One of the things to note is the amount of snow on the ground in this picture. The Eastern Shore does not get much snow anymore. Global Warming? Or just the climatic variations of the Earth over time? Who knows?

The same house from the other side. Note the driveway in the foreground. One might expect it to be made of rocks, asphalt, or concrete. Nope, it was composed of oyster and clam shells. Maryland is a major source of seafood and the locals certainly enjoyed it too — whether purchased at a store or harvested themselves. So what do you do with the empty shells? Throw them on the driveway for better traction.

Also, notice the screened-in porch. That was a favorite place for my extended family to gather to sing songs and play games while enjoying drinks and snacks.

Just barely visible to the right of the big tree was a smokehouse. Prior to electrification, this was where meats were preserved for later consumption. I recall that when my grandmother moved into the house after her father died, the repurposed smokehouse housed a freezer where she kept popsicles and other frozen treats for all of her grandchildren. She also always had mini-cakes and cookies in the kitchen pantry. Guess where I got my sweet tooth.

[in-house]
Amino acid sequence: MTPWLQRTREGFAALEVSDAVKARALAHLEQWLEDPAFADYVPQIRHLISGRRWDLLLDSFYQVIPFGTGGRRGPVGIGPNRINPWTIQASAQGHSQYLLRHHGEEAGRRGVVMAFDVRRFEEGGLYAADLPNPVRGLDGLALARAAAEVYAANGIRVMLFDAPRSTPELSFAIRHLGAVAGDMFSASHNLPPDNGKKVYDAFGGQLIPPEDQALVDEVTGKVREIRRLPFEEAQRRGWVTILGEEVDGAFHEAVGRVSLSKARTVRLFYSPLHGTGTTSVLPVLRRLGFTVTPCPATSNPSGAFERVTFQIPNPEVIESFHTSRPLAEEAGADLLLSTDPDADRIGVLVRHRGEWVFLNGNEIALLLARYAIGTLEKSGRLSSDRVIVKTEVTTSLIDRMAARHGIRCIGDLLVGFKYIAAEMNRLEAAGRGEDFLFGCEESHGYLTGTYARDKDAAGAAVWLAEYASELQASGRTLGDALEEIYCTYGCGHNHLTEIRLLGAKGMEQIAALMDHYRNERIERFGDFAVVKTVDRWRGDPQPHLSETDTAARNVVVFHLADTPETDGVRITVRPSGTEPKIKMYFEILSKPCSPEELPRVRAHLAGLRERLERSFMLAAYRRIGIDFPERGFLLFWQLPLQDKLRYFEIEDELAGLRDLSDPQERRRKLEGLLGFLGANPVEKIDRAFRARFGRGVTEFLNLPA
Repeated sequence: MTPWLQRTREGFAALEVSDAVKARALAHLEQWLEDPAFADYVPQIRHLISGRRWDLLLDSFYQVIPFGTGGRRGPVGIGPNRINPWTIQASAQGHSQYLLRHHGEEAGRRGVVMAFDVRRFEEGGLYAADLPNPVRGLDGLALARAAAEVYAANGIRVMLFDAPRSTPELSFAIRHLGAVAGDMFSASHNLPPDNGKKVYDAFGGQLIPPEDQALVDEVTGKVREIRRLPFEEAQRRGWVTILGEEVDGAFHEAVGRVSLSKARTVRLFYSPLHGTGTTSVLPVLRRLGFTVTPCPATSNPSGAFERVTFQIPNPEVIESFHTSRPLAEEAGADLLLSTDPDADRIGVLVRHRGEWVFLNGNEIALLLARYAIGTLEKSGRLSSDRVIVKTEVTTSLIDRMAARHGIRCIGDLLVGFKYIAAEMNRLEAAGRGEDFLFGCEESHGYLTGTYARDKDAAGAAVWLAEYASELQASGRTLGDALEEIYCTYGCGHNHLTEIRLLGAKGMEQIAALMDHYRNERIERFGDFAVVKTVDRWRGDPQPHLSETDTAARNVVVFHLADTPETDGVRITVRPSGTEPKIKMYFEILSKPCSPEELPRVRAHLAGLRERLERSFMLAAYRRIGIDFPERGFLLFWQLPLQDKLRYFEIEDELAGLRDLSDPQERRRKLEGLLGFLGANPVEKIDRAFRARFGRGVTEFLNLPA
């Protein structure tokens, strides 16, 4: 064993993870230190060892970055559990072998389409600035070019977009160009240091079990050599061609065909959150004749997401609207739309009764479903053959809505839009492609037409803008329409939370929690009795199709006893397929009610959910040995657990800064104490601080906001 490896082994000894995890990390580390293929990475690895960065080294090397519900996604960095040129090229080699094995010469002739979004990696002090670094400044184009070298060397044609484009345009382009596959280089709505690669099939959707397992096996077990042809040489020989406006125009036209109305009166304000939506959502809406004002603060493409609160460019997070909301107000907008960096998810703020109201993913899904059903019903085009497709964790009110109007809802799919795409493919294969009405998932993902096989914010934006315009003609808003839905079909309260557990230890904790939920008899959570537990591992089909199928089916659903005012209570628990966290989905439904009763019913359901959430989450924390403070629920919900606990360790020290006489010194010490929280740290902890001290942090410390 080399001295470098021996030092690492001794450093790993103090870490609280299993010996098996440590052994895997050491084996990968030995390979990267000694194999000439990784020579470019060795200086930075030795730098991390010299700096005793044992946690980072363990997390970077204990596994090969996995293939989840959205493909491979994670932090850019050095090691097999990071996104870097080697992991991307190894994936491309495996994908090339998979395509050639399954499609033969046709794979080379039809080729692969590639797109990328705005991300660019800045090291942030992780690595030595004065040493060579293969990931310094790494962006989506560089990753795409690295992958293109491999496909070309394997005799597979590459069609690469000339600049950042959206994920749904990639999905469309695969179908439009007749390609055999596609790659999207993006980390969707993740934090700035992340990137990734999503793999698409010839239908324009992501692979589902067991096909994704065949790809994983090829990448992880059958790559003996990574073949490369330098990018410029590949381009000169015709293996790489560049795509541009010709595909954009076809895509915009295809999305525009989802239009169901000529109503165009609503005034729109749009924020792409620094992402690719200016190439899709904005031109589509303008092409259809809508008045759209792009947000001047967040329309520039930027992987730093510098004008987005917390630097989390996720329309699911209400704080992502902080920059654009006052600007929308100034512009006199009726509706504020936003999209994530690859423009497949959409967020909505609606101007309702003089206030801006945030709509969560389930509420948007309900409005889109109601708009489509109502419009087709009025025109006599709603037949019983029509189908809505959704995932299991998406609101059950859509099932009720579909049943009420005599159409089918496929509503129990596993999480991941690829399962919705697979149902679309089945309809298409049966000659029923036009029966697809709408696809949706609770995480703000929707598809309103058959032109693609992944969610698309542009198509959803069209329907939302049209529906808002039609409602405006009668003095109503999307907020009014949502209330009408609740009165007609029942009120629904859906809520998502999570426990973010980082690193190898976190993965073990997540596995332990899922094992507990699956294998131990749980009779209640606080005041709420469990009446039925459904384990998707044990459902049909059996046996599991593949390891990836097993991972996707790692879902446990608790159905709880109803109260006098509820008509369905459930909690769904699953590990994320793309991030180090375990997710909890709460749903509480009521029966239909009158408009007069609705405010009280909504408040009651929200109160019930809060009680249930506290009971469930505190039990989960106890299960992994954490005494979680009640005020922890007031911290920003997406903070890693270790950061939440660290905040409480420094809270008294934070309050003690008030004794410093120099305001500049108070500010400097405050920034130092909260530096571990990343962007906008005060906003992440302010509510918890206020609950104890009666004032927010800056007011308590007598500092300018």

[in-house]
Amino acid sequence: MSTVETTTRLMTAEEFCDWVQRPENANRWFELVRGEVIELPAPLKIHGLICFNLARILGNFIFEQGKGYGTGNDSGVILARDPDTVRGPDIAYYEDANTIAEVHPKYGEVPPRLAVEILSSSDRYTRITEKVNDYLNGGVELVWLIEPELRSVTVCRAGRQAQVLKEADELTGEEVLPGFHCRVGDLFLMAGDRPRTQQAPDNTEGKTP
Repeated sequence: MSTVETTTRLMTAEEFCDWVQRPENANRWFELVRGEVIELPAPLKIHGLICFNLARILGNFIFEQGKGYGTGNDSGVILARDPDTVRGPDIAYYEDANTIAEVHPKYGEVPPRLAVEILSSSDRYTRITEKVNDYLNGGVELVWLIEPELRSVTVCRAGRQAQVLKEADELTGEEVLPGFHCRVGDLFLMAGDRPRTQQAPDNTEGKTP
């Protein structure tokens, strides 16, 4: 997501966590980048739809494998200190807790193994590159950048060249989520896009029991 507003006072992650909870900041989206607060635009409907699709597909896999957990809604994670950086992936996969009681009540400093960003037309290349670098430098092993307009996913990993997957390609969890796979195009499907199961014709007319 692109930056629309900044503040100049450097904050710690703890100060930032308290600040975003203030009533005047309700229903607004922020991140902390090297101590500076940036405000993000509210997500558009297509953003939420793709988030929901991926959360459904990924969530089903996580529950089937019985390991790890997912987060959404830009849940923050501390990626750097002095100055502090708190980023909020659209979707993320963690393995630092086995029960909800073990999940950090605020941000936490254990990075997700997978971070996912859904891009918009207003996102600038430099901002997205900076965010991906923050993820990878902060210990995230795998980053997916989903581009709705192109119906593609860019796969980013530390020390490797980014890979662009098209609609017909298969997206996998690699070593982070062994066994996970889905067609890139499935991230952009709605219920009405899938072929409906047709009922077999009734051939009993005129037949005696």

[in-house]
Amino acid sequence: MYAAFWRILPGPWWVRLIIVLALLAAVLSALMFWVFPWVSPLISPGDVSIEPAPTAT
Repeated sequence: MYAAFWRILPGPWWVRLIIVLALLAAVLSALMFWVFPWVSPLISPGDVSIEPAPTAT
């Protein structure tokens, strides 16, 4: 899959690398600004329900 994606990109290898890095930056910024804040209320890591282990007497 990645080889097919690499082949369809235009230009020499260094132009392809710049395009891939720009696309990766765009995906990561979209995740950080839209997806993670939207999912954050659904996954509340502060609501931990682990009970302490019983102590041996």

Next door is the house I think of as Granny's house. After she moved next door, she sold it to my Uncle Jack and Aunt Betty Mae — so it remained in the family for a long time.

By the way, this is the house that I was born in — I believe I have told that story in an earlier LAHP — perhaps you recall it. On this trip, I slept in my birthing room — not many people can say that, as an adult, they slept in the room in which they were born.

The house is still standing and occupied by a construction company. The upstairs is now rented as an apartment.

This is Granny's backyard with a couple of her great-grandchildren visiting. The back of the house also has a large screened-in porch and was used similarly to that on her father's house.

Further back stood a barn used for horses. We kids used it for hide-and-seek. The upper level stored straw for the horses — the bundled straw provided great hiding places.

To the left, between the two outbuildings was a path that led to an outhouse — a two-holer. When we kids were playing outside, it was easier to go there than to run inside to either house.